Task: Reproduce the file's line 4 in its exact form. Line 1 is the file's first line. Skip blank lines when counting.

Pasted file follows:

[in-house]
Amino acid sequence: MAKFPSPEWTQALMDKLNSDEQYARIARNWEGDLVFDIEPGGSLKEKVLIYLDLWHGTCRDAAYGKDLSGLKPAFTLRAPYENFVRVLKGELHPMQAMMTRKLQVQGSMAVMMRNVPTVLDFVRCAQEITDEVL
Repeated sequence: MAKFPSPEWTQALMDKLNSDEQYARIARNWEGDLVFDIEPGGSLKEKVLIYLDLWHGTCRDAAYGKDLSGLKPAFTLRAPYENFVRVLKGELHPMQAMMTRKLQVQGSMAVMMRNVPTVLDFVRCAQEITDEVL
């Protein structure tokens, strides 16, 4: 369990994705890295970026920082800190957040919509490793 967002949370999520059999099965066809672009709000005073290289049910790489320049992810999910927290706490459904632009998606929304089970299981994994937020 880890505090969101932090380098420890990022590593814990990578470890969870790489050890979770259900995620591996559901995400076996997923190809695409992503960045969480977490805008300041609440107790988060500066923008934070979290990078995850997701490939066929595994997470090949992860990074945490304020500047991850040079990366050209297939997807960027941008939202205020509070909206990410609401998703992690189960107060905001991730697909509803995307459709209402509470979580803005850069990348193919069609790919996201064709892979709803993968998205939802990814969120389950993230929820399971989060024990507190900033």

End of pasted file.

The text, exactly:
């Protein structure tokens, strides 16, 4: 369990994705890295970026920082800190957040919509490793 967002949370999520059999099965066809672009709000005073290289049910790489320049992810999910927290706490459904632009998606929304089970299981994994937020 880890505090969101932090380098420890990022590593814990990578470890969870790489050890979770259900995620591996559901995400076996997923190809695409992503960045969480977490805008300041609440107790988060500066923008934070979290990078995850997701490939066929595994997470090949992860990074945490304020500047991850040079990366050209297939997807960027941008939202205020509070909206990410609401998703992690189960107060905001991730697909509803995307459709209402509470979580803005850069990348193919069609790919996201064709892979709803993968998205939802990814969120389950993230929820399971989060024990507190900033």